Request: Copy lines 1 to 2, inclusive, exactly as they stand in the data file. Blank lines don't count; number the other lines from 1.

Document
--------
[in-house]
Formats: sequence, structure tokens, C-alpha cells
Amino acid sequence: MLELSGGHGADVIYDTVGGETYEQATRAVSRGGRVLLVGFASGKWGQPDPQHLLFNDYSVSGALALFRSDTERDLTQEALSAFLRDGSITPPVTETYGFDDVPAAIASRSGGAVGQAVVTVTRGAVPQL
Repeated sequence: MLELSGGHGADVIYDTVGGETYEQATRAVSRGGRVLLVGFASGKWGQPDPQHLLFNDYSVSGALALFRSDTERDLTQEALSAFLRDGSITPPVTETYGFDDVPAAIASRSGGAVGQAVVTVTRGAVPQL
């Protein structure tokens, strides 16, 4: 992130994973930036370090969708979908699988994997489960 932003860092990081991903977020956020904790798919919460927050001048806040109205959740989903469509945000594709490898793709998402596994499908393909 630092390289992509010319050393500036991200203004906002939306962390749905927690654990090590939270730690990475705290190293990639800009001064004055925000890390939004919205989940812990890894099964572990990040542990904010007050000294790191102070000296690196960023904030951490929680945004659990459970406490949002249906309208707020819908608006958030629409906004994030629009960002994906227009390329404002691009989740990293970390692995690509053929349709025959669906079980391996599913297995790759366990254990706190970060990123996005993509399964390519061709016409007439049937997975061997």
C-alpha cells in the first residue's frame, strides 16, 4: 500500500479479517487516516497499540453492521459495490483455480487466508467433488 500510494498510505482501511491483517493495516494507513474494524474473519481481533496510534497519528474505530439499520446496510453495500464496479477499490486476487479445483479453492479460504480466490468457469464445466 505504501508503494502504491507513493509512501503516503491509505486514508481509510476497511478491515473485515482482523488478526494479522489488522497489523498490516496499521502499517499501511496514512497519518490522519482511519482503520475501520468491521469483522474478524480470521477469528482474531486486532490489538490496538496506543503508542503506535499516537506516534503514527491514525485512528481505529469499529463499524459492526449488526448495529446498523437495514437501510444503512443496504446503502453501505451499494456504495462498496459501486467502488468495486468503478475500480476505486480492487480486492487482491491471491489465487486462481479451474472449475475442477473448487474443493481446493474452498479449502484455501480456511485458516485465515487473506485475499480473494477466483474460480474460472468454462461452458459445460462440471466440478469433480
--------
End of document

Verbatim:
[in-house]
Formats: sequence, structure tokens, C-alpha cells